by Oliver Denk, OECD Economics Department
The Special Chapter of the OECD Economic Outlook published today shows why the global economy remains in the doldrums. Since the mid-2000s, productivity growth has been markedly lower than at any other time since the 1950s. This matters as rising productivity lies at the heart of economic progress.
The chapter also shows another unsettling trend. Income inequality has been on a steady upward rise over the past 30 years. Technological change and globalisation are likely to have put low- and medium-skilled workers at a disadvantage. On the other hand, income growth has been especially high for the top 1%.
The productivity slowdown and the rise in inequality have acted as a “double-whammy” for many workers and their families. On average across OECD countries, income of the bottom 40% in the income distribution has improved by a dismal ½ per cent per year over the past decades (adjusted for inflation). Income of the bottom 10% is effectively no higher than in 1990, a quarter-century ago.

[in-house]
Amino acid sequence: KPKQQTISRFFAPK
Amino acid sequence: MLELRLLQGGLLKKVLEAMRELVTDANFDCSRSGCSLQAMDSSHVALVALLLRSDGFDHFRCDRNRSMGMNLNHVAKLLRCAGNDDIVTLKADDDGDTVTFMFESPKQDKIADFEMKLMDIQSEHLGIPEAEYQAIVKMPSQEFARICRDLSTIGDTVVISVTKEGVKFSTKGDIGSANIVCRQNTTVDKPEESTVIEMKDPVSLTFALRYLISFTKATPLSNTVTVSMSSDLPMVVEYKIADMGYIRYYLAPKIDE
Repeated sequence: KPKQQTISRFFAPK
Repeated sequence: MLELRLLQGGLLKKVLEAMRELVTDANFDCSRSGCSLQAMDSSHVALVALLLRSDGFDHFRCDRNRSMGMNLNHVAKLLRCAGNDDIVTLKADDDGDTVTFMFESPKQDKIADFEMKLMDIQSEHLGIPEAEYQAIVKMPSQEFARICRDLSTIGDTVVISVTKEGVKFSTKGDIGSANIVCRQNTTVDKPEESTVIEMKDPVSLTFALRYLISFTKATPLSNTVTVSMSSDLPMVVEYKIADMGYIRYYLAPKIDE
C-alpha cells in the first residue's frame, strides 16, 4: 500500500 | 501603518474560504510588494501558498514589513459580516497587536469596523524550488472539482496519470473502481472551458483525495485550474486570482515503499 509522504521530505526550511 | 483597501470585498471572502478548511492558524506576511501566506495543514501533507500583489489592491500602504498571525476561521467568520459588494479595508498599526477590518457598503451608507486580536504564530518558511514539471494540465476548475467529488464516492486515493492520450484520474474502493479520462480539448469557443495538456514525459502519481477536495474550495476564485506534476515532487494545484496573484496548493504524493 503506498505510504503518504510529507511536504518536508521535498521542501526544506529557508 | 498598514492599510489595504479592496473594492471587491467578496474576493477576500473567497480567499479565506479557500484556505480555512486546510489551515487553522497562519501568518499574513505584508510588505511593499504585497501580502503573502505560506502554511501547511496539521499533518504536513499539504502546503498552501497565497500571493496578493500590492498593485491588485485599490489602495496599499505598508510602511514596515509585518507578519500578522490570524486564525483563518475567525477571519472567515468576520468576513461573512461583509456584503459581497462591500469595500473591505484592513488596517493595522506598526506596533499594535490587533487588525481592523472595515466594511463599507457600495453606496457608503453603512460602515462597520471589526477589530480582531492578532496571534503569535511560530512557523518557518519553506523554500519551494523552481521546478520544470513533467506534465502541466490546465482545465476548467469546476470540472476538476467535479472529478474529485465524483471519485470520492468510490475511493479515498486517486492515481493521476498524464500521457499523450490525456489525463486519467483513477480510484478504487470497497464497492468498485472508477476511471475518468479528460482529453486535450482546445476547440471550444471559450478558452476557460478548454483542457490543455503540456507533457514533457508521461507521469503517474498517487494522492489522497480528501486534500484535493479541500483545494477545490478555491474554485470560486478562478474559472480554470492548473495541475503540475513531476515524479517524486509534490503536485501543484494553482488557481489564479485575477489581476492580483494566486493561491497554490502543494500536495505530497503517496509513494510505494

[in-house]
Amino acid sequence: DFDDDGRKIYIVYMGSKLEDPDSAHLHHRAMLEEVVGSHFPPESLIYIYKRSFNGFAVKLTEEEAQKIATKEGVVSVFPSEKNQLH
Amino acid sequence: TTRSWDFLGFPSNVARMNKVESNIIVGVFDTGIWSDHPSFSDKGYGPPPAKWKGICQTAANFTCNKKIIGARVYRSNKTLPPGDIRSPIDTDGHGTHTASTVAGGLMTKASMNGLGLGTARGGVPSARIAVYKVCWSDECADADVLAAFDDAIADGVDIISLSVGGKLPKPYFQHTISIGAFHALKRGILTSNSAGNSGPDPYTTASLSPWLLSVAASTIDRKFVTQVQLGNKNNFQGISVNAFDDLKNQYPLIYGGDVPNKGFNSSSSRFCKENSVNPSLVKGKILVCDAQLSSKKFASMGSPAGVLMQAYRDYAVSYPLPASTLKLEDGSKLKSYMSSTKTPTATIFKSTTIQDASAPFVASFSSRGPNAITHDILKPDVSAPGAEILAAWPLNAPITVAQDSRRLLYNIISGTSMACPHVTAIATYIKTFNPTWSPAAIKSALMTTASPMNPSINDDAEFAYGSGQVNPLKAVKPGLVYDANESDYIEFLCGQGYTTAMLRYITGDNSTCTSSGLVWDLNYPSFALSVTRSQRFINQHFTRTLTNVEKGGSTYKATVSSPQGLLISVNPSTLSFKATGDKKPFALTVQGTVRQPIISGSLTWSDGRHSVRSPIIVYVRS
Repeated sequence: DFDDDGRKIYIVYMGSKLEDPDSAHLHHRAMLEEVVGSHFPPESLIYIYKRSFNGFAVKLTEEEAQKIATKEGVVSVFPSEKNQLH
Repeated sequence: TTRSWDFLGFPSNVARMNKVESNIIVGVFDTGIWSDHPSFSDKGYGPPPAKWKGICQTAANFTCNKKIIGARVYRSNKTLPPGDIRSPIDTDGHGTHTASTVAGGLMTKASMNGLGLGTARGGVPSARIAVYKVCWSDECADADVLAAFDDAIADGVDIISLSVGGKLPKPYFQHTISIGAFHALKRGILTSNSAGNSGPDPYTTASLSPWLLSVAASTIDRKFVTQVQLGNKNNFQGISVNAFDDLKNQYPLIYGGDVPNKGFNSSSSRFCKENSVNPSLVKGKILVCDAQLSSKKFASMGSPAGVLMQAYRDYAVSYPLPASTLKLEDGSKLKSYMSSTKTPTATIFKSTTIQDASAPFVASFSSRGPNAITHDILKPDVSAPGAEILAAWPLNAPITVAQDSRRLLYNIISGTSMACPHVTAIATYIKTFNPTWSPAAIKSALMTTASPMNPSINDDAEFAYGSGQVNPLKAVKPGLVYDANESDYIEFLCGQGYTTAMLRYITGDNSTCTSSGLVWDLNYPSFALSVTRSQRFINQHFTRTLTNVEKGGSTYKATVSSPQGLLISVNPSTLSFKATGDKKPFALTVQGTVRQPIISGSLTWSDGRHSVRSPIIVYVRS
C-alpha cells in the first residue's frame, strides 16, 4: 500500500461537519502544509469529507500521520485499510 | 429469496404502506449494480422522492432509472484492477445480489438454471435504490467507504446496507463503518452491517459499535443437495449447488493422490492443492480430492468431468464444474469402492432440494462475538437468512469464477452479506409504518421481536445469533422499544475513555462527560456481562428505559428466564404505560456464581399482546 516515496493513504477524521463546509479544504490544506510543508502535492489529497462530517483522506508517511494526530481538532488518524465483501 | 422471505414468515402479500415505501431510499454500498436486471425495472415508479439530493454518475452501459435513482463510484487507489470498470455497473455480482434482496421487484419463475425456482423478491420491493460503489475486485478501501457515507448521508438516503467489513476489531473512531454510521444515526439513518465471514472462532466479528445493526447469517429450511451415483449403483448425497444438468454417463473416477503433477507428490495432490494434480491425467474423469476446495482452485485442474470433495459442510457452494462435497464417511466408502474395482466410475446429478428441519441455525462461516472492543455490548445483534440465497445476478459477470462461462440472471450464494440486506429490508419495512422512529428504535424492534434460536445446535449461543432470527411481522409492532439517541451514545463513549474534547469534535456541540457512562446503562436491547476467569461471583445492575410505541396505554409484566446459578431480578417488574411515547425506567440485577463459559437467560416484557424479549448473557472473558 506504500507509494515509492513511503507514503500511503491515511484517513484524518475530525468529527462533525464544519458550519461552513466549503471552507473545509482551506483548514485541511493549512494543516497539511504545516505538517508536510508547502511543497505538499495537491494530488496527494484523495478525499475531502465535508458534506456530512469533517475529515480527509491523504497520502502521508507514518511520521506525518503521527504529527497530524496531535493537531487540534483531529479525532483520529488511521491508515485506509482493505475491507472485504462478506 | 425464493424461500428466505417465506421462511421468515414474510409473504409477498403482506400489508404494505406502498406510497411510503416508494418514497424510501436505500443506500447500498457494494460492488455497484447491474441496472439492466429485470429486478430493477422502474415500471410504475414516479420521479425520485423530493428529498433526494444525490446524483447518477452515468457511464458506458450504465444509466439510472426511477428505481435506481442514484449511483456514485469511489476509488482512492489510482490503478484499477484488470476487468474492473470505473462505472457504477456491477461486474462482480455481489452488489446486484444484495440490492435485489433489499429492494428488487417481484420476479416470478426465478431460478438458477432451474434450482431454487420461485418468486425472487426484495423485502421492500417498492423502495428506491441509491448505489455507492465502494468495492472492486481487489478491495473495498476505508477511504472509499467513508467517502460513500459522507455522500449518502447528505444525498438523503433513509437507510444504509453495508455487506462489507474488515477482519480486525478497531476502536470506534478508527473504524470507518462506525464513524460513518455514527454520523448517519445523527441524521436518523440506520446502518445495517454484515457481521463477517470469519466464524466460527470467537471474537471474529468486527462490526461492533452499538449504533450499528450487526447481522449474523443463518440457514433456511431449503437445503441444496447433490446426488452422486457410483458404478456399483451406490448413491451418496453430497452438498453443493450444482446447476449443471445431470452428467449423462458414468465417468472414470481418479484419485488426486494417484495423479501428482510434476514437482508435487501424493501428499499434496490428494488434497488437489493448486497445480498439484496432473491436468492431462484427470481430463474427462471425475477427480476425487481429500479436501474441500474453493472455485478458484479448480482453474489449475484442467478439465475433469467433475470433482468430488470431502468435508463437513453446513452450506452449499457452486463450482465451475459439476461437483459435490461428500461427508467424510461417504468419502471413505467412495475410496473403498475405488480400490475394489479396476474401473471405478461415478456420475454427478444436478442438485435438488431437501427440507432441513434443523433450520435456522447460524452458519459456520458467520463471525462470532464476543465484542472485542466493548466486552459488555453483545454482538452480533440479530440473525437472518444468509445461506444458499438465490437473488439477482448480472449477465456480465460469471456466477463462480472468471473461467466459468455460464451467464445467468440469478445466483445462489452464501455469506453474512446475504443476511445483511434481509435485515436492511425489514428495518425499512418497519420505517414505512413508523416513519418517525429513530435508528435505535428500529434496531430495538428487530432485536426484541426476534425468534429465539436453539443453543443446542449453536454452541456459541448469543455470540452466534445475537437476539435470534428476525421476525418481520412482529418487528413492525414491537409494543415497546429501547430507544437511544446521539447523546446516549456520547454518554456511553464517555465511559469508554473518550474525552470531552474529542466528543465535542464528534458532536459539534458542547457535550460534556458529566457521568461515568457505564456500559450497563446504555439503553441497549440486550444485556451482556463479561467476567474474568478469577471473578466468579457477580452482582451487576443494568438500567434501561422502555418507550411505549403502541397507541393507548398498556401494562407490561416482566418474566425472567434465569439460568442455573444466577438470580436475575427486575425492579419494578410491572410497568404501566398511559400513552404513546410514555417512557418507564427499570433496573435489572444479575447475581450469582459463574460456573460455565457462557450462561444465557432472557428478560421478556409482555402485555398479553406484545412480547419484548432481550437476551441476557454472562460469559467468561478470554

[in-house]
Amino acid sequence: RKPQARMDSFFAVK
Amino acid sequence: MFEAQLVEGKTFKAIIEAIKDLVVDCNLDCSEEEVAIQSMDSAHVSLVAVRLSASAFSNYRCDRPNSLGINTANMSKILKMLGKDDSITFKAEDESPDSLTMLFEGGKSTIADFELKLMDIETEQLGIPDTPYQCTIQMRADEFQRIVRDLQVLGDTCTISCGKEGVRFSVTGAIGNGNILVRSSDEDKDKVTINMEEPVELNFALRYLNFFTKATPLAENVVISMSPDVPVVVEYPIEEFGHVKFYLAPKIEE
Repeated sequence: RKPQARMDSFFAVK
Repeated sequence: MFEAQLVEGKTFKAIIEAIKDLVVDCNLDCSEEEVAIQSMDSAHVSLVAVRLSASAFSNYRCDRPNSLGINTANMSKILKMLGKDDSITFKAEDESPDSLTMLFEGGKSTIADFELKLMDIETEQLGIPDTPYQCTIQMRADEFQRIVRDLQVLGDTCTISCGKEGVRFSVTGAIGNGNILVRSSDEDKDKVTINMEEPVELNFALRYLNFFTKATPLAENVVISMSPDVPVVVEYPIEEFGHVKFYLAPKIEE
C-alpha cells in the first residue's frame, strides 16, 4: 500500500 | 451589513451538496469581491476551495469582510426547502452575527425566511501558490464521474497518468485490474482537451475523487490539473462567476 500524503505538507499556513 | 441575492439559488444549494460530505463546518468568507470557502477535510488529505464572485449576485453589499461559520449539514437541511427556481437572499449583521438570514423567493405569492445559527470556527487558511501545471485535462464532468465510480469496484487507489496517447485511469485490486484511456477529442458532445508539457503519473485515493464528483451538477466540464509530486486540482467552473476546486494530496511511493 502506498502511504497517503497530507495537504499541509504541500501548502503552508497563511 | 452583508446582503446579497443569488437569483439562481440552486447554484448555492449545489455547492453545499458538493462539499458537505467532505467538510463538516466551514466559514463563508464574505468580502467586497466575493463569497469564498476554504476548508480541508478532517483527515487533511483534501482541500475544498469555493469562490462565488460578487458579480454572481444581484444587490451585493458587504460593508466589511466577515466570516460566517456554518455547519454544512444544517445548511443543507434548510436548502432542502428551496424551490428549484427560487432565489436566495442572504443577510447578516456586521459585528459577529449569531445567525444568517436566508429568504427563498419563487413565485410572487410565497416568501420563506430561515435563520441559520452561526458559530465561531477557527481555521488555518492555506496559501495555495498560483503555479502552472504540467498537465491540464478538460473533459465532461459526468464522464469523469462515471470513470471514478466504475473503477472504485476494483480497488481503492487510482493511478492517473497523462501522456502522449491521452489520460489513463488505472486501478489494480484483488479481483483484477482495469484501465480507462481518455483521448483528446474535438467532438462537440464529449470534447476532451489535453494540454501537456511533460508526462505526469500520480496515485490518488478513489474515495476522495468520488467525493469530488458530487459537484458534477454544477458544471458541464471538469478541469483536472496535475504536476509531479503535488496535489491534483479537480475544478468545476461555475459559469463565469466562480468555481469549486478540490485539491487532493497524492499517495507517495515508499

Given these unsatisfying developments, it is no wonder that economic, social and political discontent has risen on both sides of the Atlantic. Worryingly, no fast turnaround is in sight. The global projections in our Economic Outlook, also released today, forecast only a small uptick in productivity growth for 2016-17.
How can policymakers reverse the two trends of slowing productivity and rising inequality? Many policy choices – on monetary, fiscal and structural policies – affect both productivity and inequality. They could thus tackle these twin challenges together. Ambitious, multifaceted and coherent policy actions are necessary.
Aggressive demand management will help economies return to trend productivity and employment. The downturn since 2007 has not only depressed productivity but also employment. Low-income, low-skilled workers have often been the first to lose their job. Accommodative monetary and fiscal policies work against this rise in poverty and income inequality.
Equally important, many countries have ample scope for structural policies to improve the education system, upgrade their infrastructure, facilitate the entry and exit of firms and support workers in transitioning to emerging, high-productivity jobs. Is there a one-size fits all? The chapter draws out the key general lessons, but country specificities matter as well. You can find the reform priorities tailored to each country’s circumstances in the country notes.